In this sports roundtable at The Atlantic, Patrick Hruby, Jake Simpson, and Hampton Stevens discuss their reactions to the prospect of Lance Armstrong’s upcoming interview with Oprah Winfrey, and I must say I’m most closely aligned with Hruby.
The best outcome would be for this to open a real debate about the whole idea of “fair competition” in any arena, and the essential silliness of organized sport of any kind.
Back in the day, it would have been considered ungentlemanly in some circles for a real amateur to even practice his sport before the event, and now we have some individuals selected at a young age and intensively trained with healthy stipends from advertising sponsors so as to enable total devotion to the sport and access to the best available equipment. The silly “rules” about what equipment is “fair” and what is not (eg ruling out certain “unfair” fabrics for swimsuits) only level the playing field among those who can afford the best of what is “legal” and still leave those who can’t at a significant disadvantage.
When it comes to drugs and doping, the “rule” really is simply “don’t get caught”. There is no pretense that the use of substances not yet declared out of bounds is “cheating”; it is considered perfectly acceptable to take drugs which enhance performance by combating a particular medical condition so long as they don’t produce the same test results at performance time as drugs which improve the performance of everyone. There is at present no censure of drugs and doping outside of some arbitrary time frame and the definition of an excluded substance is essentially that it shows up in whatever tests are being applied (even if those tests show positive because of something that would normally be considered a necessary medical intervention).
According to present rules, it would be “fair” to feed a child hormones to enhance future athletic ability so long as there would be no detectable evidence of that treatment at the time of actual performance.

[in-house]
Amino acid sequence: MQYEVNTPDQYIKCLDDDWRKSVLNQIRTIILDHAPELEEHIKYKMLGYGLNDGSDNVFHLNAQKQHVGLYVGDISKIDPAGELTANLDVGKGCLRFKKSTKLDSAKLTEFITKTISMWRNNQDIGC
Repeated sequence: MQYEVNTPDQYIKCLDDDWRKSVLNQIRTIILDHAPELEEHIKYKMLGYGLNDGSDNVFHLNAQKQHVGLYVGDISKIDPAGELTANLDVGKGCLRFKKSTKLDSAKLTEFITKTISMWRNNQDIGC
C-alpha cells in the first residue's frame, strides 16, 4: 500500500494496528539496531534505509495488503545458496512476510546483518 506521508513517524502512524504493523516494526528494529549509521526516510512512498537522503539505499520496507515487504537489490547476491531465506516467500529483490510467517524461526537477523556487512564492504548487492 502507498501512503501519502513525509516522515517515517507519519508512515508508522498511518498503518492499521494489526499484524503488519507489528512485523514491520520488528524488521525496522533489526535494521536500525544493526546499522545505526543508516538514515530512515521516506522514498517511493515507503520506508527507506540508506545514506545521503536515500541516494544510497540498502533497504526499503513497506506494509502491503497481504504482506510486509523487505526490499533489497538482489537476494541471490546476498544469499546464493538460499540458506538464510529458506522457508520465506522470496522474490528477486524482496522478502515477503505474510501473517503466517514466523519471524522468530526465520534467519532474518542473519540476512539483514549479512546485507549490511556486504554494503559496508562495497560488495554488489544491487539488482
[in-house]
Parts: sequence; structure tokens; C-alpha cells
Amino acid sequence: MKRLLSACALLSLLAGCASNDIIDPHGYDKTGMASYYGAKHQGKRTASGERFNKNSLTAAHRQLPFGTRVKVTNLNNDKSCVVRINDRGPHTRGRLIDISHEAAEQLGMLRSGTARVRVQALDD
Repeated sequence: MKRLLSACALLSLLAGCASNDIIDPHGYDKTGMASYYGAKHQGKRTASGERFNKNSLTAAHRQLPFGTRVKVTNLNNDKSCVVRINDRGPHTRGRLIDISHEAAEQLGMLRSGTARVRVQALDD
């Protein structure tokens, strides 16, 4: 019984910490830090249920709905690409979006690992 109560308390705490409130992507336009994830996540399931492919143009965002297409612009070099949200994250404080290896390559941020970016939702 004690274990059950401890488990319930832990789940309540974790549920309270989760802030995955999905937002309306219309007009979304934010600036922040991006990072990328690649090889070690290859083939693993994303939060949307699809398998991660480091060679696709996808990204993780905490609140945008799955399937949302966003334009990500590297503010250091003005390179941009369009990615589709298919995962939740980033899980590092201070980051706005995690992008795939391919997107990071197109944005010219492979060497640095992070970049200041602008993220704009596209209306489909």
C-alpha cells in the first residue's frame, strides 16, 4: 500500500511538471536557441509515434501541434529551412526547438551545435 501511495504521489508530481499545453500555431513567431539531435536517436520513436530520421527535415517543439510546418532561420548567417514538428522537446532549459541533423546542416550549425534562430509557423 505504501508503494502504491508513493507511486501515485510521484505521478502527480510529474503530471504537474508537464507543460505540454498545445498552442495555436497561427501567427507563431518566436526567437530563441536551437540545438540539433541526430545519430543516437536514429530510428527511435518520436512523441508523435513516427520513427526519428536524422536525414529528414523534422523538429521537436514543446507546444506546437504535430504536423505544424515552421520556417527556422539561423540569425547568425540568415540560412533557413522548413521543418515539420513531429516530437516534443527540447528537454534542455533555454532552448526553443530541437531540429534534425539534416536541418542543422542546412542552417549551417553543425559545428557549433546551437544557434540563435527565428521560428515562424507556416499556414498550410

Is it “fair” to subject some children to a distorted life of single-minded pursuit of an athletic (or academic or artistic) objective? or is it unfair to permit the child to choose such a life? even for Mozart, if the lack of such experience would have held him back from reaching his full potential? (But what about one who has the same motivation and apparent early talent but turns out to never reach the same level of mature brilliance?)
So what should Lance Armstrong say? It depends on whether or not he actually lied about what he did and/or about the contents of various test samples he supplied.
If he did lie then he is a liar. But if he did not and if he either had positive results or failed to attend required test sessions (perhaps out of fear that they would show against him) then the worst he is guilty of is a miscalculation. If the rules require attendance which he missed or if he attended and showed positive then it doesn’t matter whether he took a banned substance or something else which produces the same test results. If he broke the rules he loses the trophy but is no more blameworthy than a player who gets a goal disallowed for being offside. There may have once been a world where the player who had scored the offside goal would halt the game and forego the goal on his own initiative if the linesman failed to call it. And if so that would have been a better world than this one. But in the disgusting world of modern organized sport such nobility would only be considered a weakness.
update:Apparently a bunch of slimy hypocritical baseball sportswriters who all looked the other way when it was happening have decided to punish the drug enhanced players of the 90s (but didn’t have the gumption to actually award any of those they claim did not partake!)
And here’s another comment on the hypocrisy of it all.